There is a limited number of bitcoins ever going to be present in the system. 21 million to be precise. The limitation is because of the design and protocol. Accept it.
The proof of work system isn’t as simple as I’ve explained above (and for that matter, nothing here can be detailed in 5 minutes read), meaning wise it’s no [ if 2+2=4 then reward bitcoins ] protocol. It’s somewhat more complex. But for the sake of simplicity of this newsletter and your time, let’s just accept that the mining process involves a lot of heavy computation power and a lot of brute force (try and error). The mining process takes time and gets more and more difficult as new bitcoins are extracted over time.
To add to the calculation difficulty, the reward given to Bitcoin miners for processing transactions is cut in half after ever 210,000 blocks mined (around every 4 years). This is what they call the bitcoin halving event. The most recent halving event occurred no more than 2 weeks ago, on May 11, 2020 around 4 PM EST.
This halving event cuts in half the bitcoin’s inflation rate (the rate at which new Bitcoins enter circulation). At the time of writing, there are 18,394,475 already in the circulation, leaving just 2,605,525 left to be mined. With increasing computation difficulties and all halving events, this approximately expects all of the 21 million bitcoins to be mined by 2140.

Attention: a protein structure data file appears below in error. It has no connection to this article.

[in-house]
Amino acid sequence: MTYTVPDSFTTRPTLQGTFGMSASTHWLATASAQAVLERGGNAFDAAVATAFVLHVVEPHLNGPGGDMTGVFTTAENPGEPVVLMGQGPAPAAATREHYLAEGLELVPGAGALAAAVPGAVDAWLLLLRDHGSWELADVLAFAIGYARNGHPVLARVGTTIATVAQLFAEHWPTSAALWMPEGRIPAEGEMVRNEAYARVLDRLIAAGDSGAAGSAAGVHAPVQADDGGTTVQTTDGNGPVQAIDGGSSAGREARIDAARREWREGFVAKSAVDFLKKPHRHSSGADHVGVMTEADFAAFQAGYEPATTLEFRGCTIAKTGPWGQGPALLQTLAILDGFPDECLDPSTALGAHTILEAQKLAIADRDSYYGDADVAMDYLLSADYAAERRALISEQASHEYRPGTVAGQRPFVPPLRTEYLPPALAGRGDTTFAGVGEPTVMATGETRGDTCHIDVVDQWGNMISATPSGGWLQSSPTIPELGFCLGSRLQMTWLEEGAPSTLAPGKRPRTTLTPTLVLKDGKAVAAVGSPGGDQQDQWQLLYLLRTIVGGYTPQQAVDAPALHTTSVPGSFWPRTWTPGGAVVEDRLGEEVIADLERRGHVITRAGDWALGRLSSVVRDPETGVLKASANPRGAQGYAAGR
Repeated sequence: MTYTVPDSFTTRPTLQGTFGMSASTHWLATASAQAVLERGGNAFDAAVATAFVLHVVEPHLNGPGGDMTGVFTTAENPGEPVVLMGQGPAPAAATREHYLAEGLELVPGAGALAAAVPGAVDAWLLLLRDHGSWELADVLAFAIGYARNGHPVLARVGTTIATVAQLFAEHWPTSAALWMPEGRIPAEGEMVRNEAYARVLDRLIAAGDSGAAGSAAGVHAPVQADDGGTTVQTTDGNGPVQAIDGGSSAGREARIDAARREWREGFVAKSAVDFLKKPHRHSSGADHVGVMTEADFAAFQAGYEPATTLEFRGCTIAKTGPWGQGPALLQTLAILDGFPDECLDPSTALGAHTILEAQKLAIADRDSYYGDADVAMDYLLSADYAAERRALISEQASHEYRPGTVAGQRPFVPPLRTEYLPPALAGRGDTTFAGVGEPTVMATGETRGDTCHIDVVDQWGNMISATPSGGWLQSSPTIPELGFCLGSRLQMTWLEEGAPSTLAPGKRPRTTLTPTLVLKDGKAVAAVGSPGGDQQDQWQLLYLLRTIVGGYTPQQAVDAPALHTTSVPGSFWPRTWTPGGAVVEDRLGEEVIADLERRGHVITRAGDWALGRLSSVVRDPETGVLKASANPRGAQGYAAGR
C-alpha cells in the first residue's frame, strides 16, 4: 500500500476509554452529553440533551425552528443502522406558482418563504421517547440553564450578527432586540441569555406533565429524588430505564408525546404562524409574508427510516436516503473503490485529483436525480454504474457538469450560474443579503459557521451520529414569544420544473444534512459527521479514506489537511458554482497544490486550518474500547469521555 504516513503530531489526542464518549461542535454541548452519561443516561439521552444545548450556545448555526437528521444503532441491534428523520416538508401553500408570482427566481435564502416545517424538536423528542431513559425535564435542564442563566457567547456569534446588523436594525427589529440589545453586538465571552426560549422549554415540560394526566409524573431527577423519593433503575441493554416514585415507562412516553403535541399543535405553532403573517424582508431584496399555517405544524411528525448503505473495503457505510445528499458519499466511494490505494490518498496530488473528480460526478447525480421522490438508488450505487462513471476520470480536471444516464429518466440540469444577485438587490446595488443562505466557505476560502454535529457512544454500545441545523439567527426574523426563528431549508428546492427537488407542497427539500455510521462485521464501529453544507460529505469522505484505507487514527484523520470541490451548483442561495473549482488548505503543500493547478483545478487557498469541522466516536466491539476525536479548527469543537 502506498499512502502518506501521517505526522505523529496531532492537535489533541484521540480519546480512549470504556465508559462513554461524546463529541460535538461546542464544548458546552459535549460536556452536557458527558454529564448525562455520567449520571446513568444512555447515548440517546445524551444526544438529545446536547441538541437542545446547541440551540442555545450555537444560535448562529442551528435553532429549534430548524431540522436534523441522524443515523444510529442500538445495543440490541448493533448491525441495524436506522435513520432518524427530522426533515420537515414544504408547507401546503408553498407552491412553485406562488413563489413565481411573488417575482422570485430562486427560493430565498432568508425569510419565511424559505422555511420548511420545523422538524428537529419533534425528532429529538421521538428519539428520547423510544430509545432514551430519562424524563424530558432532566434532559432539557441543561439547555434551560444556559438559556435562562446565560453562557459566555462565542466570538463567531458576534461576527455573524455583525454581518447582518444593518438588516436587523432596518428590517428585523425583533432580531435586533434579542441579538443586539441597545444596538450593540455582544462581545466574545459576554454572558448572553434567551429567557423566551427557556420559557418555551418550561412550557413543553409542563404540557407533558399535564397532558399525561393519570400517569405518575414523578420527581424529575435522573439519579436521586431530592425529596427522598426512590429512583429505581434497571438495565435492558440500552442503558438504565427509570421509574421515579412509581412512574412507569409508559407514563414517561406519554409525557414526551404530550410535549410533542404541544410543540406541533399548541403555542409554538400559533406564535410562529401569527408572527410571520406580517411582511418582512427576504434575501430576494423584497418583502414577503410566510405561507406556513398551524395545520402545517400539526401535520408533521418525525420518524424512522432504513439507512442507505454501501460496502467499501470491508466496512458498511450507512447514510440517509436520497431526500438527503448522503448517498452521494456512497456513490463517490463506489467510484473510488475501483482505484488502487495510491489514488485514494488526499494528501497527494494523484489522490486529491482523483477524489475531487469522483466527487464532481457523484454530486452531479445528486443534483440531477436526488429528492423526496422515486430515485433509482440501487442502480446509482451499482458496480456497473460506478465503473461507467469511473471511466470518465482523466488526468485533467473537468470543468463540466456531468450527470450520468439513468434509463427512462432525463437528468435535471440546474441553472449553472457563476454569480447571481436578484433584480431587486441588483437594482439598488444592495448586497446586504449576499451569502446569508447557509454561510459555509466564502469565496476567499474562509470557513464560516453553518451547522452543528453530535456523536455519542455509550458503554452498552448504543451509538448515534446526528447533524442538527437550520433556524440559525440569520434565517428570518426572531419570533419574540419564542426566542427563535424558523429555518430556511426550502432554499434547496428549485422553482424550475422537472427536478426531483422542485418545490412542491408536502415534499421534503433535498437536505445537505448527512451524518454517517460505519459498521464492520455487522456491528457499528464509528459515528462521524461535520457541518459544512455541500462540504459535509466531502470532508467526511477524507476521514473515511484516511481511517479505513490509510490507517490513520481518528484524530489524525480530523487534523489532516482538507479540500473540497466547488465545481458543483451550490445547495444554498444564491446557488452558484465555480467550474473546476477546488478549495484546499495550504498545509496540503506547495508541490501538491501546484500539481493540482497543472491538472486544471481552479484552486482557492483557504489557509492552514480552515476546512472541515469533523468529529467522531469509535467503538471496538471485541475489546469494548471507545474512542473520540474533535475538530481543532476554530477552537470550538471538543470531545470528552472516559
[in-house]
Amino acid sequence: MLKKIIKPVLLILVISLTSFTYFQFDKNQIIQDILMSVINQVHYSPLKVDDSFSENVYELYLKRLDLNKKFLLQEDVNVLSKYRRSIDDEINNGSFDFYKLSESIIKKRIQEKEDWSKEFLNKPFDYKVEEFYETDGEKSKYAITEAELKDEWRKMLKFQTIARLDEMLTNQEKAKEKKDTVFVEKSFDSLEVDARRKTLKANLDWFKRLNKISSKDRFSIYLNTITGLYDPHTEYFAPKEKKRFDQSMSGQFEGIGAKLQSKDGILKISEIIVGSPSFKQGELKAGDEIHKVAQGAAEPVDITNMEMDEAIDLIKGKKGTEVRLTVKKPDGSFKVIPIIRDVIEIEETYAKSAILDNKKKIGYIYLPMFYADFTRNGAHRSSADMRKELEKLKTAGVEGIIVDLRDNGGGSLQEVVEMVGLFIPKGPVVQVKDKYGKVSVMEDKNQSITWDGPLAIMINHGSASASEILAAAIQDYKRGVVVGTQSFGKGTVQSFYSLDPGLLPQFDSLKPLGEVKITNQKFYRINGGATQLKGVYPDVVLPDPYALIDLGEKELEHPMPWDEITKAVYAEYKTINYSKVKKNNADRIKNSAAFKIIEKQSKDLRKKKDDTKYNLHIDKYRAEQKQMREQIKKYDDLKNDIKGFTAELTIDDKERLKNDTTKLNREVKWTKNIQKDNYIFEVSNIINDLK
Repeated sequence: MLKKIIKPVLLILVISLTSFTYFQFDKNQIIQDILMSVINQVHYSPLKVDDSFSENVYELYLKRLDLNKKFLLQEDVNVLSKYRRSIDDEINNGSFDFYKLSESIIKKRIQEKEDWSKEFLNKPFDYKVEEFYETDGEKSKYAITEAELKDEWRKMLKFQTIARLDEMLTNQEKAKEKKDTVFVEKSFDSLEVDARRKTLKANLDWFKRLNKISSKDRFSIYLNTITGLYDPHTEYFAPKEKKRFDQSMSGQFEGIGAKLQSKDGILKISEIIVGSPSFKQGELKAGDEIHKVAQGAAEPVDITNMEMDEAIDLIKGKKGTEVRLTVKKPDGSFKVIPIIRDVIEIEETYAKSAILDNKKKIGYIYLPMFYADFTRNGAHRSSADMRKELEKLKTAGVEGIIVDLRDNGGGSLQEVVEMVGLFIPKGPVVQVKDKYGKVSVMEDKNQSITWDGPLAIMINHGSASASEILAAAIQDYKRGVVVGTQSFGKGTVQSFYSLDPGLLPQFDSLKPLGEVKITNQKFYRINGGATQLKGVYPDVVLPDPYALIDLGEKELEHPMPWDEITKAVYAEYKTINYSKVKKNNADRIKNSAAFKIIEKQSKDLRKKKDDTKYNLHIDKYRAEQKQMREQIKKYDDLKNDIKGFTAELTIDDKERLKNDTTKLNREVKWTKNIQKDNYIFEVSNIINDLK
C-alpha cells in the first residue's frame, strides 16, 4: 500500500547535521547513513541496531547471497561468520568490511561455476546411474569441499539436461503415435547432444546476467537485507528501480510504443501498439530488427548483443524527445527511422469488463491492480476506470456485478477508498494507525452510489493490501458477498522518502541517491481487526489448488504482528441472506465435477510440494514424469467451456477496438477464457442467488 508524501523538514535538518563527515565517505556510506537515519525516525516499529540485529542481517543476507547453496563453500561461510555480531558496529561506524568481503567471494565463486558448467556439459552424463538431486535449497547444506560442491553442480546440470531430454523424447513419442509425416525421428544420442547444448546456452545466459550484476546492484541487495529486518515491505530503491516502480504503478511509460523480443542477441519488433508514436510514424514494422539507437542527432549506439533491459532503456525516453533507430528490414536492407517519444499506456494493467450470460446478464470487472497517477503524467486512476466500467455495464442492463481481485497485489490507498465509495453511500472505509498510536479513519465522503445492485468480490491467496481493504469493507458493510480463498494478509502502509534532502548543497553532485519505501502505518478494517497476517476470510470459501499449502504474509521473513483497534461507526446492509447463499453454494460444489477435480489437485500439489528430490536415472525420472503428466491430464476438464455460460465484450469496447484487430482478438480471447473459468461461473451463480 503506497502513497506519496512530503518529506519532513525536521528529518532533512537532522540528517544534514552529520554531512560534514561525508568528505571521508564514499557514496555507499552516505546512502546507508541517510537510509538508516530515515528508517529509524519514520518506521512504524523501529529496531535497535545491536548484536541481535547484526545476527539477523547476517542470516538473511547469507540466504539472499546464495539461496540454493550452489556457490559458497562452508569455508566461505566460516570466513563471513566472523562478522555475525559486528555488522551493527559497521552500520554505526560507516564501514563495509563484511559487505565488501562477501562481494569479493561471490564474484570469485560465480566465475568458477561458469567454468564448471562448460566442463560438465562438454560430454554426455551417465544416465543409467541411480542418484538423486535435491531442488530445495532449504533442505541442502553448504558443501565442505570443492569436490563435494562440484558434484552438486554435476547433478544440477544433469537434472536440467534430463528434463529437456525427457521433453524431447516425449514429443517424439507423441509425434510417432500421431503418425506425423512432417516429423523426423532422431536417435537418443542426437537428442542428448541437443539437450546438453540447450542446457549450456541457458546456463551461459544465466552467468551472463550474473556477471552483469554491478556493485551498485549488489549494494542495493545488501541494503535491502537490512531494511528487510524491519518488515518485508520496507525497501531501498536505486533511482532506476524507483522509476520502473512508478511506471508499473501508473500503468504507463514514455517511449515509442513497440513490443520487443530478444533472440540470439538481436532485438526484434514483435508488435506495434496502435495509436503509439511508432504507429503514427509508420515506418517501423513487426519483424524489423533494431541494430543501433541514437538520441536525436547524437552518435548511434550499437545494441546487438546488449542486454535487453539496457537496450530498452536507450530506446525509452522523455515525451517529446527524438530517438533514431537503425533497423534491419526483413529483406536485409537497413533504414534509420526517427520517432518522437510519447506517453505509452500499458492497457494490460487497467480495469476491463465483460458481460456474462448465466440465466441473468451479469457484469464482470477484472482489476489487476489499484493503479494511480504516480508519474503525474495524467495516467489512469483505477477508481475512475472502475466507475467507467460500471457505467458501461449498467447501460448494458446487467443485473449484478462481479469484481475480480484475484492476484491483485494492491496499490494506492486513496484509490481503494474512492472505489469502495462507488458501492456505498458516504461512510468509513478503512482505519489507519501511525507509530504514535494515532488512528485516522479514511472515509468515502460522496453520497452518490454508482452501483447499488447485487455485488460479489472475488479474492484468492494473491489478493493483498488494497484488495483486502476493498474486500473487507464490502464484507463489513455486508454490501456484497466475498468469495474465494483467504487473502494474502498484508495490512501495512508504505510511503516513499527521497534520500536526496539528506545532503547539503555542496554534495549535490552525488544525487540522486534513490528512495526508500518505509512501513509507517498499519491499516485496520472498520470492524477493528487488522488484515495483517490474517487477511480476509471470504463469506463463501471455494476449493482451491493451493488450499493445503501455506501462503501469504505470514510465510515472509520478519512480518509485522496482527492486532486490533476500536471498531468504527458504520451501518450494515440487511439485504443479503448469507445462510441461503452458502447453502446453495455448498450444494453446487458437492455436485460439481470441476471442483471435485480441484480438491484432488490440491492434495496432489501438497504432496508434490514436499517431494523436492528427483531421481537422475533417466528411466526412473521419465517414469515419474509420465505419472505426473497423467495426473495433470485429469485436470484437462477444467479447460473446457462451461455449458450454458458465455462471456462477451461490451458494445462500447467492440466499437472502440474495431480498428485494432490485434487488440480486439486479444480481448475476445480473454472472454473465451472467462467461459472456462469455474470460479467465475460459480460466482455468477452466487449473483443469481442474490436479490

There is more to the halving process but I’ve already overloaded your head for today. So, I must defer that to the next newsletter issue. You need some time to digest all this, right? Just come back this Thursday for some interesting statistics coverage. Yeah, it’s statistics, but still fun 😉.
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Yash Yadav